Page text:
Claims to Jerusalem

The Jewish claim to Jerusalem really needs no explanation to anyone schooled in a Judeo-Christian heritage.  Jerusalem was the capital of King David’s Kingdom of Israel from around 1,000 bce.  After the destruction of the Kingdom of Israel by the Assyrians in 720 bce, Jerusalem remained the capital of the Kingdom of Judah until it too was destroyed by the Babylonians in 586 bce.  Thereafter the Jews, who originate in Judah (or Judea as it was known by the Romans), considered Jerusalem as their capital.  There are over 800 references to Jerusalem in the Bible. Jerusalem was re-established as the capital when the Jews returned from exile led by the prophet Ezra around 458 bce.  Later, Jerusalem was captured by the Romans in 70 ce, and subsequently controlled by the Byzantines, the Arabs, and the Turks, until it was captured by the British in 1917 and was then re-established as the capital of Israel in 1948.

It is not generally known that the Jews constituted a majority in Jerusalem since statistics were collected, starting in 1896 by the British, until the present day (see Figure).


In regard to Muslim claims on Jerusalem, it should be noted that Jerusalem is not mentioned in the Koran.  The one reference in the Koran that is considered to refer to Jerusalem actually refers to “the northernmost Mosque.” Mohammed is supposed to have taken his night ride there on his steed Burak.  But this is impossible, since Mohammed died in 632 ce and Jerusalem was not captured by Arab forces until 639 ce.  Further, a Mosque was not erected on the Temple Mount until nearly 100 years later.  In fact the Muslim claim to Jerusalem is a later fabrication, made to enhance their claim to the city.  Scholars of Islam themselves have affirmed that Jerusalem has no truly sacred significance to Muslims.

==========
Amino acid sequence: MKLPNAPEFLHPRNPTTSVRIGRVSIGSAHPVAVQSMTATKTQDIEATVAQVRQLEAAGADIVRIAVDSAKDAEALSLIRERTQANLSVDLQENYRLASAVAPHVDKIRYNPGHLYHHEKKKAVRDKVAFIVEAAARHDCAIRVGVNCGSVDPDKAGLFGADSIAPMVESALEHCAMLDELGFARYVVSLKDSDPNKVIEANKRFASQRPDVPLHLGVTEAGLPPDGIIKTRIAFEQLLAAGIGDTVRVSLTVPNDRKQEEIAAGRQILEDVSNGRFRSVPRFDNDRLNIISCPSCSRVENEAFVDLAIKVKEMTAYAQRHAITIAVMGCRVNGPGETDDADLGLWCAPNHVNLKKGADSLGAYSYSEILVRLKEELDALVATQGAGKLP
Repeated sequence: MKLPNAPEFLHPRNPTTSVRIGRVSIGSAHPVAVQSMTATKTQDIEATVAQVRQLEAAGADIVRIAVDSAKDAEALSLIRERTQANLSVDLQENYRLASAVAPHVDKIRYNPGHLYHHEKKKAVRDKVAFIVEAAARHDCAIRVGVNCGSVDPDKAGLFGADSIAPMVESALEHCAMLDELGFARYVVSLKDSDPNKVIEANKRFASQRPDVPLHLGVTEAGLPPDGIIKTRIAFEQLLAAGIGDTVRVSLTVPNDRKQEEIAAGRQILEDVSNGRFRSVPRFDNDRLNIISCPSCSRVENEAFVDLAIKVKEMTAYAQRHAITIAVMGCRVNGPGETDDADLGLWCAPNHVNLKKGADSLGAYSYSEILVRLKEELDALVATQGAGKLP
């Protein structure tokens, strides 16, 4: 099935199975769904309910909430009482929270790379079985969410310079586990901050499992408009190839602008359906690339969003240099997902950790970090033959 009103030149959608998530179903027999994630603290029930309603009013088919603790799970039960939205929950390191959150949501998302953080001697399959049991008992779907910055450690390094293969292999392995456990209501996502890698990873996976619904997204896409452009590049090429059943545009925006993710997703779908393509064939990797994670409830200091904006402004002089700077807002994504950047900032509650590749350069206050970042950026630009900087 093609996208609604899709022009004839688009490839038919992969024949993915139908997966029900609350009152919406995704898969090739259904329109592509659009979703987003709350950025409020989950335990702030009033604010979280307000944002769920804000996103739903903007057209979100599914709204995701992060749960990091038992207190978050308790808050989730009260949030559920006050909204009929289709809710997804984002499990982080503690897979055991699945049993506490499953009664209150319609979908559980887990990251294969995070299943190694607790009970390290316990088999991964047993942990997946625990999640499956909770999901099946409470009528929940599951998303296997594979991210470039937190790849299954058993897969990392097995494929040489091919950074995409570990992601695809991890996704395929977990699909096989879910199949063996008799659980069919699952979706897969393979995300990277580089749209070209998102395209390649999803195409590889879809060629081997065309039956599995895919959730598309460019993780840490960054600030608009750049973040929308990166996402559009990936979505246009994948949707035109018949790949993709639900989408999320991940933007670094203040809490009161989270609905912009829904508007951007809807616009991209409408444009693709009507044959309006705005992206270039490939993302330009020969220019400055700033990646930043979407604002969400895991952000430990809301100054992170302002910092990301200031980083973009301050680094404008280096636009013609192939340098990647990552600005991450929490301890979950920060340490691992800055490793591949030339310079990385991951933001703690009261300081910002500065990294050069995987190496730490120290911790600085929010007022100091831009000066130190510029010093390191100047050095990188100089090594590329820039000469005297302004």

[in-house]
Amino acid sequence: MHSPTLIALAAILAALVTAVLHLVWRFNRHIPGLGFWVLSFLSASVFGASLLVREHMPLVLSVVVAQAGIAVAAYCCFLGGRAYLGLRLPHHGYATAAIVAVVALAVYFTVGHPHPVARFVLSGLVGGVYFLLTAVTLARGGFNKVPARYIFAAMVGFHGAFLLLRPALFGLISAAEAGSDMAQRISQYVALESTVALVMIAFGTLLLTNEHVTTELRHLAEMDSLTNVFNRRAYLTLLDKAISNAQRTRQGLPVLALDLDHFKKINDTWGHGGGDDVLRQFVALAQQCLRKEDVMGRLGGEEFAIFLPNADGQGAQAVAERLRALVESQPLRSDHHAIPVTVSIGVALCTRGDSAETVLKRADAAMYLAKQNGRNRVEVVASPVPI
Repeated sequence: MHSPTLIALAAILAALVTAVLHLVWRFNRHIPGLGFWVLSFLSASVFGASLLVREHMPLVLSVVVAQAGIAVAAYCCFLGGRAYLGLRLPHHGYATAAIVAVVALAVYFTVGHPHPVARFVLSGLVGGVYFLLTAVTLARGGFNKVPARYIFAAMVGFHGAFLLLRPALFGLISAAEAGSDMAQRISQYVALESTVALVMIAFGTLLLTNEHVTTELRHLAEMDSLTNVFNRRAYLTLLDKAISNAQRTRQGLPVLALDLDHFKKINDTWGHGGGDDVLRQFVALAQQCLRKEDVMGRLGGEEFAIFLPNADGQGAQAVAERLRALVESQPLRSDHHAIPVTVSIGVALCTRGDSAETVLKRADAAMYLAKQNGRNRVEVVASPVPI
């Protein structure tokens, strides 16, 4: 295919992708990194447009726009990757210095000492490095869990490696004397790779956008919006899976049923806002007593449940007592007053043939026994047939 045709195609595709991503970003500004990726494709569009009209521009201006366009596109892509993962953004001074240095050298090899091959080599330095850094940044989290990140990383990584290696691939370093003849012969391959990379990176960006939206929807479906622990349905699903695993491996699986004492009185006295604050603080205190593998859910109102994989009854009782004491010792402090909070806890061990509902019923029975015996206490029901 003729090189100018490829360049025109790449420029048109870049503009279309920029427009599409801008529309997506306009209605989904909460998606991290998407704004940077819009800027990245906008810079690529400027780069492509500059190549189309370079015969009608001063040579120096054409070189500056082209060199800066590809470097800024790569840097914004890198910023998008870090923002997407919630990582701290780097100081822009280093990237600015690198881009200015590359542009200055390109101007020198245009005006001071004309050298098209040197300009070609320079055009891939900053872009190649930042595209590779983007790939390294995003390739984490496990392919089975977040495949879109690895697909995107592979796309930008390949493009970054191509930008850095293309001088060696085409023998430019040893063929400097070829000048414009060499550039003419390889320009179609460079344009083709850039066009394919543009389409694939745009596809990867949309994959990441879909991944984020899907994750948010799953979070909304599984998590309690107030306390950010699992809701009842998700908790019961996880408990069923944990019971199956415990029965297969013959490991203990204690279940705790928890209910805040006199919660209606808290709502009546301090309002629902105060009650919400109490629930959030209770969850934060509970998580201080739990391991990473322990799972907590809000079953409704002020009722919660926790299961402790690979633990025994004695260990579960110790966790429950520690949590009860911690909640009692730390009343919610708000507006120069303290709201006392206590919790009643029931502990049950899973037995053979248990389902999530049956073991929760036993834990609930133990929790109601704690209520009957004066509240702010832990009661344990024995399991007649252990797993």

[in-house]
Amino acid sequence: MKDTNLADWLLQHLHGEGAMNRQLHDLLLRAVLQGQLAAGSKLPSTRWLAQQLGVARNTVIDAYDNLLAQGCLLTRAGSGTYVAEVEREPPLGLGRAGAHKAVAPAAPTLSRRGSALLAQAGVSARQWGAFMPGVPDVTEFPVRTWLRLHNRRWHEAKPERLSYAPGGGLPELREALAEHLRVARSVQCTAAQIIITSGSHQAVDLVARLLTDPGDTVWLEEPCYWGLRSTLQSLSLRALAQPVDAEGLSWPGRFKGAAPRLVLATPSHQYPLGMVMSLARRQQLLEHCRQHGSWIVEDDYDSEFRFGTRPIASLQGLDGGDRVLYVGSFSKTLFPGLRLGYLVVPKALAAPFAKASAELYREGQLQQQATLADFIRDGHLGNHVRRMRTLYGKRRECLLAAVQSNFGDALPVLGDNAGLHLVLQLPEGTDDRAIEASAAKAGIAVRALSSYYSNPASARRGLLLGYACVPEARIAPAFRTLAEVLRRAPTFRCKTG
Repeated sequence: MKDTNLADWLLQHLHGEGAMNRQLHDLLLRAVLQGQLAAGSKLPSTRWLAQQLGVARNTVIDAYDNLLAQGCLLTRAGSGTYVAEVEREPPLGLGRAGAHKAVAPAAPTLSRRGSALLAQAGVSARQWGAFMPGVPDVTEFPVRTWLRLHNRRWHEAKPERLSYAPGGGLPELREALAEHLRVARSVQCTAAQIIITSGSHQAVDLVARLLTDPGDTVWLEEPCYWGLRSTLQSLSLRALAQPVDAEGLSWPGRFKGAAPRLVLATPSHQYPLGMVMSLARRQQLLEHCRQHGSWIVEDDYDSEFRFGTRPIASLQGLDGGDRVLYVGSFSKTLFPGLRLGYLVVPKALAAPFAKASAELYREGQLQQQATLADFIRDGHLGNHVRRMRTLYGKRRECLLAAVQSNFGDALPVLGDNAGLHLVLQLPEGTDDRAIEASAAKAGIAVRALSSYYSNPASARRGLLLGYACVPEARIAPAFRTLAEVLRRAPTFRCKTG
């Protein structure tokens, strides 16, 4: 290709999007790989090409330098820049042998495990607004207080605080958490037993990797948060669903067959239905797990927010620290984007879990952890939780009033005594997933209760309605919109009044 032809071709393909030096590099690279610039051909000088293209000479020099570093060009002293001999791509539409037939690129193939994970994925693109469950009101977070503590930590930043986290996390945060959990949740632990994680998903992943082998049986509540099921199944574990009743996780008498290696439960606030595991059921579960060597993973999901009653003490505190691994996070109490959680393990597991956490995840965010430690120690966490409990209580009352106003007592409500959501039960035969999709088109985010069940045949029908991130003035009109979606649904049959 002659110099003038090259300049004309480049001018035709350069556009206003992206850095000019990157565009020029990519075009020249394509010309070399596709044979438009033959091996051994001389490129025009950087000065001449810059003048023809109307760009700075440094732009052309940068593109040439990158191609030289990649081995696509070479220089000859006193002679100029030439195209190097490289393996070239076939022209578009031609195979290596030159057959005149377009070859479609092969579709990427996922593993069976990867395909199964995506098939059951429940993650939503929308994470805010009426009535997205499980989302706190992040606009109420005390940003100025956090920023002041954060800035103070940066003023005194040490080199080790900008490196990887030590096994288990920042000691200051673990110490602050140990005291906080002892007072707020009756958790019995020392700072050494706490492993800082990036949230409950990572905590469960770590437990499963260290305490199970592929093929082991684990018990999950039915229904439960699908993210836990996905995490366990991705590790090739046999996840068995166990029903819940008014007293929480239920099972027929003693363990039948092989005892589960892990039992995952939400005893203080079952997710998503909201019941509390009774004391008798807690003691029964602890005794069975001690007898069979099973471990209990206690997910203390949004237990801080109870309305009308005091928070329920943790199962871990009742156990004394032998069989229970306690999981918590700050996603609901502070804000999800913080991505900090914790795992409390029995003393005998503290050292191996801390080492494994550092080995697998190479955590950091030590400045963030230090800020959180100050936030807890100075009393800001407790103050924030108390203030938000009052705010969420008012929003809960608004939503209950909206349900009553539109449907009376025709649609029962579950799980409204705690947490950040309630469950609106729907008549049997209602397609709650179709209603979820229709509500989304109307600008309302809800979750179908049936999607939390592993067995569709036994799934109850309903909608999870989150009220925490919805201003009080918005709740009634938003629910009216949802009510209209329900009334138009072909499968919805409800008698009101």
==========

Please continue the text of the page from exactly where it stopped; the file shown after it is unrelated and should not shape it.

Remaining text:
A group of leaders of the 57-member Organization of Islamic Cooperation met in Istanbul this week under the sponsorship of Pres. Erdogan of Turkey.  They affirmed their rejection of Pres. Trump’s declaration of recognition of Jerusalem as Israel’s capital.  They rejected the US as a neutral mediator for the Palestinians and proposed to recognize East Jerusalem as the capital of a Palestinian State. Unfortunately for them, no such state exists.  Further, if it did, it would be a failed state, much like the rest of the Muslim world, including Libya, Syria, Iraq, Somalia and Yemen.  Furthermore, there is competition between the Sunni States, lead by Turkey, and the Shia States, led by Iran, to out-do each other in their hateful statements about Israel and Jews.  But, also, much of the Arab world, including the so-called moderate Sunni States, such as Saudi Arabia, Jordan, Egypt and the Gulf States, have kept a low profile on this subject.


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